While Navy and No. 6 Maryland appear to be heading in opposing directions, this contest is critical for both teams. The Midshipmen (4-6) may have just one road to the NCAA tournament in capturing the Patriot League tournament, but a victory over the Terps would propel Navy through the remainder of the regular season. Maryland (7-2) is coming off of a decisive 12-7 win against No. 7 Virginia, but a loss to the Midshipmen would likely take the wind out of the Terps’ sails. Here are a few factors that could influence the outcome at Navy-Marine Corps Memorial Stadium in Annapolis on Friday night.
1) Stop the run. Echoing the sentiment of many opposing coaches, Navy coach Richie Meade stressed the need to handcuff – or at least slow down – Maryland’s transition game. The Terps scored four in transition in the team’s decision against the Cavaliers. For the Midshipmen, it’s a strategy that they are familiar with. “It was the same theme against Georgetown, it’ll be the same theme against Army, the same theme against Hopkins,” Meade said. “To be honest with you, the best way to stop that is when you shoot the ball, it needs to go in. I think he [redshirt freshman goalie Niko Amato] does a very good job of stopping the ball and then getting it out. I think you’ve got to be aware of [senior long-stick midfielder] Brian Farrell and you’ve got to be aware of [sophomore long-stick midfielder] Jesse Bernhardt. They get out very, very well, and you’ve just got to protect your backcourt and make sure that the off-side guy away from the ball is going to get back deep. The other thing you’ve got to do is get in the goalie’s face and hope that he throws it to the side and not a straight outlet pass.”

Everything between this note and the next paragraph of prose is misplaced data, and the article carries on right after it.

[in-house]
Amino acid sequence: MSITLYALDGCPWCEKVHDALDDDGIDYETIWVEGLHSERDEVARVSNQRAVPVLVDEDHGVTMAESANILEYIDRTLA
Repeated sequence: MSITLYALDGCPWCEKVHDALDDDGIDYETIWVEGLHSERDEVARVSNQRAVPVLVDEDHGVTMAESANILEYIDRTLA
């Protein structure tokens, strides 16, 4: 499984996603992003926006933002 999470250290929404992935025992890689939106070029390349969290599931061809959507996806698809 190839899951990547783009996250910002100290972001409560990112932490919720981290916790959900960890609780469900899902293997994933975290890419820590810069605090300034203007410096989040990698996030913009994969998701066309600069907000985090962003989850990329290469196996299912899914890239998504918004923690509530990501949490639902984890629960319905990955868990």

2) Keep an eye on the freshmen. Attackman Tucker Hull leads Navy in points (33), while linemate Sam Jones is pacing the team in goals (21). The pair of precocious rookies have contributed to the offense averaging 10.0 goals this season. That’s why Maryland coach John Tillman is paying a good deal of attention to the freshman duo. “I think those kids play with a lot of poise,” Tillman said. “They’re very dangerous because they move very well without the ball. They don’t try to do too much. They share the ball, they’re very unselfish. They’re good finishers. They’re sophomores essentially after that year at NAPS [Naval Academy Preparatory School]. So I look at them as a year older than some other people do.”
3) Youth vs. experience. Terps sophomore faceoff specialist Curtis Holmes garnered a good deal of publicity for beating North Carolina freshman R.G. Keenan, and Holmes ranks 10th in Division I with a 62.4 success rate. His opponent on Friday night, Logan West, isn’t exactly a slouch. The junior has won 54.9 percent of his faceoffs, which ranks 25th. Handcuffing Holmes is a priority, according to Meade. “I think what Maryland has been very good at is getting goals off the faceoff,” he said. “That’s something that we’ve focused on. What we have to do is try to prevent them from scoring goals – either by Curtis popping it out in front of himself and going and getting it or Farrell or one of the other guys coming off the wing and creating an unsettled opportunity. So that’s really the focus.”